After the bombing of Pearl Harbor in 1941, then US President Franklin D. Roosevelt signed Executive Order 9066 which made possible the incarceration of approximately 120,000 Japanese Americans which are often referred to as internment camps. Each Asian subgroup has a very distinct history of migration which directly affects the lived experience of their descendants today. Koreans and Filipinos largely migrated by way of available work on Hawaiian plantations and many Southeast Asians have histories that required migration with the hopes of seeking refuge. Native Hawaiians and Pacific Islanders have histories that center around colonialism instead of migration but also affects their lived experiences as “other Americans.”
The history of the “model minority” dates back to 1966, in the midst of the Civil Rights movement, where the term was coined in a New York Times article about the success of “Japanese-Americans”. This article, authored by William Pettersen, chronicles the history of exclusion and transgression against Japanese and Chinese Americans to which they have overcome. Pettersen, gives a metaphorical pat on the back for the unyielding perseverance exhibited by the Japanese, citing obstacles such as “poor health…low income…high crime…and so on.” In the 1987 Time magazine cover article pictured above, David Brand opens the piece with the following set of offensive observations:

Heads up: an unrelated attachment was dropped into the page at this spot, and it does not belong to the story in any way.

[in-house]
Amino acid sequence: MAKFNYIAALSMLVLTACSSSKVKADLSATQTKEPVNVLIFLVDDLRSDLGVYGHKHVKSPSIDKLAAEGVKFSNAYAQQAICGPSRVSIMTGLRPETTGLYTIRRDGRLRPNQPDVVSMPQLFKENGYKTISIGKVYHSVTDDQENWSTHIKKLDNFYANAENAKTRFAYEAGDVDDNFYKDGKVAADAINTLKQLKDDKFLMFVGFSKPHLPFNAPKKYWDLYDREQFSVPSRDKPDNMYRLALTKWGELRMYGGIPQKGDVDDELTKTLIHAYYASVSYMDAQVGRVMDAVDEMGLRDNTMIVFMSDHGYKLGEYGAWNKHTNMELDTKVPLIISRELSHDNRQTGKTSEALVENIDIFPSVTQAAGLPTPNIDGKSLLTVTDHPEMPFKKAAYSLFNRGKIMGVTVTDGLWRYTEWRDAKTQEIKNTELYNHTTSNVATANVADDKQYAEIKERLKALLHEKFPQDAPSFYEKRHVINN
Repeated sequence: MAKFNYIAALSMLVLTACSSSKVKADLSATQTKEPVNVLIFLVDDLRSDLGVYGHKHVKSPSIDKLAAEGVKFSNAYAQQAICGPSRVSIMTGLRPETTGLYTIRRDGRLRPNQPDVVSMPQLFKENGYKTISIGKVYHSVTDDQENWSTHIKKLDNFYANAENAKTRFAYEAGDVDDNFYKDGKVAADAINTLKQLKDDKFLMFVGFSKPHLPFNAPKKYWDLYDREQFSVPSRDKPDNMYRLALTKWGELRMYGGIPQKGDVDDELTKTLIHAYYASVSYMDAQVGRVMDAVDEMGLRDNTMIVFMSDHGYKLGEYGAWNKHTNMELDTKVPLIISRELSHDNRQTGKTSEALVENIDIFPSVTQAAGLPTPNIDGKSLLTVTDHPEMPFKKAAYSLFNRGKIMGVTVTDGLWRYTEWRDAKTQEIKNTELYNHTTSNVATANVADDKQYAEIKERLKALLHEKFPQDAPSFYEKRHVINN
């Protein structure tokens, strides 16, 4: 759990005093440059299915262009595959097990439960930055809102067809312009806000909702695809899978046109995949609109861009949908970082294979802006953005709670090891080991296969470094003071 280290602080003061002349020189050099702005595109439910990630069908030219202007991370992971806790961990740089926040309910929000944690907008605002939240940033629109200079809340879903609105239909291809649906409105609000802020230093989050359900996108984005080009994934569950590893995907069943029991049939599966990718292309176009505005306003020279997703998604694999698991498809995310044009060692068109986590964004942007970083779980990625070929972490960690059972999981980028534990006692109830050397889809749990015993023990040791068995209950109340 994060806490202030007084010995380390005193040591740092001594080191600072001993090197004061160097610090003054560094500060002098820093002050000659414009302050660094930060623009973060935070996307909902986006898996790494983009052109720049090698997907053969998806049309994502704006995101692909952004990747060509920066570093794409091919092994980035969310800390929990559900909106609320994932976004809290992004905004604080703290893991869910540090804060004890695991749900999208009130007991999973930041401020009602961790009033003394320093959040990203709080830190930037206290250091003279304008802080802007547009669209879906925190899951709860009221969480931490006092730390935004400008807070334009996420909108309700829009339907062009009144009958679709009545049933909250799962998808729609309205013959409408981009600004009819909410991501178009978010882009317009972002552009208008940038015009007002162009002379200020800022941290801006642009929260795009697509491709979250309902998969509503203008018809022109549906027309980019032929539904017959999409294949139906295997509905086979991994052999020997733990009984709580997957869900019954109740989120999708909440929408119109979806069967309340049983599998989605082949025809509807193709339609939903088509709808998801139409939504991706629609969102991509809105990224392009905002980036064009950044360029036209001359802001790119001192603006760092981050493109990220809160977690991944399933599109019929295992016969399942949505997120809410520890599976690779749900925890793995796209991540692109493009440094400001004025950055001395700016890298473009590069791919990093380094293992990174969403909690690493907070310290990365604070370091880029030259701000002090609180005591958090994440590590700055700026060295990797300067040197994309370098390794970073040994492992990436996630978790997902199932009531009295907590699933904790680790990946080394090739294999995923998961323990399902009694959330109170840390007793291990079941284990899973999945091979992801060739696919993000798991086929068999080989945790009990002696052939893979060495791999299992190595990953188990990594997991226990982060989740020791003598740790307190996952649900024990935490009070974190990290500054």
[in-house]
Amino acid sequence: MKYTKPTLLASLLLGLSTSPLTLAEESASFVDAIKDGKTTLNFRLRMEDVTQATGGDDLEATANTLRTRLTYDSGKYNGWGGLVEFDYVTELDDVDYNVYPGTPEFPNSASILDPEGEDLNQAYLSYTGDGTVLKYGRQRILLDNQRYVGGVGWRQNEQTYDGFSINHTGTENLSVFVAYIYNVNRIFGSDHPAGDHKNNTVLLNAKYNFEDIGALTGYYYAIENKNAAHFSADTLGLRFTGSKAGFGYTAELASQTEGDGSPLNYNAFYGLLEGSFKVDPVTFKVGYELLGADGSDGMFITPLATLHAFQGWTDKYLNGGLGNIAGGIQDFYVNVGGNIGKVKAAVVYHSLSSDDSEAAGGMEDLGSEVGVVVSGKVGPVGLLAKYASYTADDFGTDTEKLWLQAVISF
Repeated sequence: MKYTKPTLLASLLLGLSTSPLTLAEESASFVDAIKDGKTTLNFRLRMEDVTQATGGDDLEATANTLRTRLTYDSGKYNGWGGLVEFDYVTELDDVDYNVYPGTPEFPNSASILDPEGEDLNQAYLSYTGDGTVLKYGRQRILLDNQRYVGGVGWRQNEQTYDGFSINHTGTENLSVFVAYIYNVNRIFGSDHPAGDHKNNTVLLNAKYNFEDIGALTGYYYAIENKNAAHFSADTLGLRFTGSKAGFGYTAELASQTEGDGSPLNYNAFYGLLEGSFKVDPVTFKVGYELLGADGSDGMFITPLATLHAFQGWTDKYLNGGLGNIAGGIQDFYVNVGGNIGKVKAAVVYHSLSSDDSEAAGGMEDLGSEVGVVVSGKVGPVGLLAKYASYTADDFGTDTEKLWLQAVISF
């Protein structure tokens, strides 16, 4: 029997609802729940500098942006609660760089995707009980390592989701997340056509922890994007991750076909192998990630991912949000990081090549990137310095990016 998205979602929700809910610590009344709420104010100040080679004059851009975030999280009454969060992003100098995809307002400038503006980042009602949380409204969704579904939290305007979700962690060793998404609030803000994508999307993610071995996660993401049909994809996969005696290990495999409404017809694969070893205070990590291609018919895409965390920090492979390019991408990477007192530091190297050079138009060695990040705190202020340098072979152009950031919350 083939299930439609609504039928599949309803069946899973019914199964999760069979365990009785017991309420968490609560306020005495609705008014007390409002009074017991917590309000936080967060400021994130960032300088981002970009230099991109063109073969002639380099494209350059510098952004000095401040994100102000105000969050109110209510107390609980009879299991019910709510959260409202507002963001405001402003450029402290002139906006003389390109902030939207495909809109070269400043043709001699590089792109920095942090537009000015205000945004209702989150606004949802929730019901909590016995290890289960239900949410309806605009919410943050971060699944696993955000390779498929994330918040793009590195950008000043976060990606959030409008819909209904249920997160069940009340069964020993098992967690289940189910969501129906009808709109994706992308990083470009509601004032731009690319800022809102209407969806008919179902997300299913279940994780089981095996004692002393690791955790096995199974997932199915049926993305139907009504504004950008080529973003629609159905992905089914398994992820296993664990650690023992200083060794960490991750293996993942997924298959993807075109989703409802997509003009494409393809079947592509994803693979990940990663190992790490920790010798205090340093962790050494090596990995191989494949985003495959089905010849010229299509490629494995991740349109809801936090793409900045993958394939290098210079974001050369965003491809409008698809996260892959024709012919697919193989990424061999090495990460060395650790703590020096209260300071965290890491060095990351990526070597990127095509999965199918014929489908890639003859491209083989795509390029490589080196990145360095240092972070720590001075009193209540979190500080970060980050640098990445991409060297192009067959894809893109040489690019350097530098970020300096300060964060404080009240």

“Some are refugees from sad countries torn apart by war. Others are children of the stable middle class whose parents came to the U.S. in search of a better life. Some came with nothing, not even the rudiments of English. Others came with skills and affluence. Many were born in the U.S. to immigrant parents.”
These articles, in addition to other similarly expressed sentiments in news and media, are problematic for a number of reasons. Not only does the narrative of the “model minority” inaccurately represent an increasingly diverse group of people, but it also serves as an intentional way to draw division between people of color. As previously stated, the term was introduced in the middle of a fight for equality led in large part by the African American community. While it is true that Asian Americans have an average household income that is nearly $37,000 above the US mean and they boast the highest levels of educational attainment, the vast amounts of discrimination felt by community members leads to overwhelming opportunity without ownership.